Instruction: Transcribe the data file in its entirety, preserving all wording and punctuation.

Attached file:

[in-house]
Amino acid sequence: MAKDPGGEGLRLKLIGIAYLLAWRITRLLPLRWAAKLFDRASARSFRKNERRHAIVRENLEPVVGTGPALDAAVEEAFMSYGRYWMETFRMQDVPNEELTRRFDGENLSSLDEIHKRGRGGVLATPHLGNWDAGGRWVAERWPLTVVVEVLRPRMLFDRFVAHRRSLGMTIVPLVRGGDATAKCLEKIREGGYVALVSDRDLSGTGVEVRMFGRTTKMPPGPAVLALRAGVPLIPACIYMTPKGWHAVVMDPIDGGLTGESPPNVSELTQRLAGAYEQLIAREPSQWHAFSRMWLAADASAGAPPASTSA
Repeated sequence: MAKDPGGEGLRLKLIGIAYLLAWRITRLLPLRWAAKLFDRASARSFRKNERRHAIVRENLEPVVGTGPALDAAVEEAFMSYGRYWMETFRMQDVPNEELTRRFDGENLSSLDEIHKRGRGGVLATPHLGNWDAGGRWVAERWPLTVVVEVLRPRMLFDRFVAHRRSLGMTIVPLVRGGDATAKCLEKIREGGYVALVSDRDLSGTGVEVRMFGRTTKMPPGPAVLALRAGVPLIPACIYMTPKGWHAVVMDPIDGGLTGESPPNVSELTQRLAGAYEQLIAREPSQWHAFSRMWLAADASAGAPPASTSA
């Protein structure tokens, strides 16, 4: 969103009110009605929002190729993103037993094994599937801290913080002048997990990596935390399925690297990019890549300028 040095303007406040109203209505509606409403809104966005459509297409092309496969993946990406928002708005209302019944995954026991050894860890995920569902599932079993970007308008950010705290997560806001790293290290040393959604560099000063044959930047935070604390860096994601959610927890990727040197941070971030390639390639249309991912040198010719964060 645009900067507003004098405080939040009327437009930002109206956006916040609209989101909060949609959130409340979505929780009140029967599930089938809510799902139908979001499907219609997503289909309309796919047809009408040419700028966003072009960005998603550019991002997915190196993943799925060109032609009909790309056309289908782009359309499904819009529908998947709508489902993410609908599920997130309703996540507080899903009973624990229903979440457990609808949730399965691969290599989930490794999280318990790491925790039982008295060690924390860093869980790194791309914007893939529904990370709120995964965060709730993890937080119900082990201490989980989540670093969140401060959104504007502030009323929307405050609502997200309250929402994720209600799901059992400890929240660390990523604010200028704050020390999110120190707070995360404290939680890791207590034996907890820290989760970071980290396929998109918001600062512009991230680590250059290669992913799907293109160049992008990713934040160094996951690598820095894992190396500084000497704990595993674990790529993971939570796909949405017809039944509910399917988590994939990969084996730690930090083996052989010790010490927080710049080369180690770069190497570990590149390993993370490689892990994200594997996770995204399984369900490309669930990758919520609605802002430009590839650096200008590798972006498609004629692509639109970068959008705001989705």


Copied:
[in-house]
Amino acid sequence: MAKDPGGEGLRLKLIGIAYLLAWRITRLLPLRWAAKLFDRASARSFRKNERRHAIVRENLEPVVGTGPALDAAVEEAFMSYGRYWMETFRMQDVPNEELTRRFDGENLSSLDEIHKRGRGGVLATPHLGNWDAGGRWVAERWPLTVVVEVLRPRMLFDRFVAHRRSLGMTIVPLVRGGDATAKCLEKIREGGYVALVSDRDLSGTGVEVRMFGRTTKMPPGPAVLALRAGVPLIPACIYMTPKGWHAVVMDPIDGGLTGESPPNVSELTQRLAGAYEQLIAREPSQWHAFSRMWLAADASAGAPPASTSA
Repeated sequence: MAKDPGGEGLRLKLIGIAYLLAWRITRLLPLRWAAKLFDRASARSFRKNERRHAIVRENLEPVVGTGPALDAAVEEAFMSYGRYWMETFRMQDVPNEELTRRFDGENLSSLDEIHKRGRGGVLATPHLGNWDAGGRWVAERWPLTVVVEVLRPRMLFDRFVAHRRSLGMTIVPLVRGGDATAKCLEKIREGGYVALVSDRDLSGTGVEVRMFGRTTKMPPGPAVLALRAGVPLIPACIYMTPKGWHAVVMDPIDGGLTGESPPNVSELTQRLAGAYEQLIAREPSQWHAFSRMWLAADASAGAPPASTSA
């Protein structure tokens, strides 16, 4: 969103009110009605929002190729993103037993094994599937801290913080002048997990990596935390399925690297990019890549300028 040095303007406040109203209505509606409403809104966005459509297409092309496969993946990406928002708005209302019944995954026991050894860890995920569902599932079993970007308008950010705290997560806001790293290290040393959604560099000063044959930047935070604390860096994601959610927890990727040197941070971030390639390639249309991912040198010719964060 645009900067507003004098405080939040009327437009930002109206956006916040609209989101909060949609959130409340979505929780009140029967599930089938809510799902139908979001499907219609997503289909309309796919047809009408040419700028966003072009960005998603550019991002997915190196993943799925060109032609009909790309056309289908782009359309499904819009529908998947709508489902993410609908599920997130309703996540507080899903009973624990229903979440457990609808949730399965691969290599989930490794999280318990790491925790039982008295060690924390860093869980790194791309914007893939529904990370709120995964965060709730993890937080119900082990201490989980989540670093969140401060959104504007502030009323929307405050609502997200309250929402994720209600799901059992400890929240660390990523604010200028704050020390999110120190707070995360404290939680890791207590034996907890820290989760970071980290396929998109918001600062512009991230680590250059290669992913799907293109160049992008990713934040160094996951690598820095894992190396500084000497704990595993674990790529993971939570796909949405017809039944509910399917988590994939990969084996730690930090083996052989010790010490927080710049080369180690770069190497570990590149390993993370490689892990994200594997996770995204399984369900490309669930990758919520609605802002430009590839650096200008590798972006498609004629692509639109970068959008705001989705």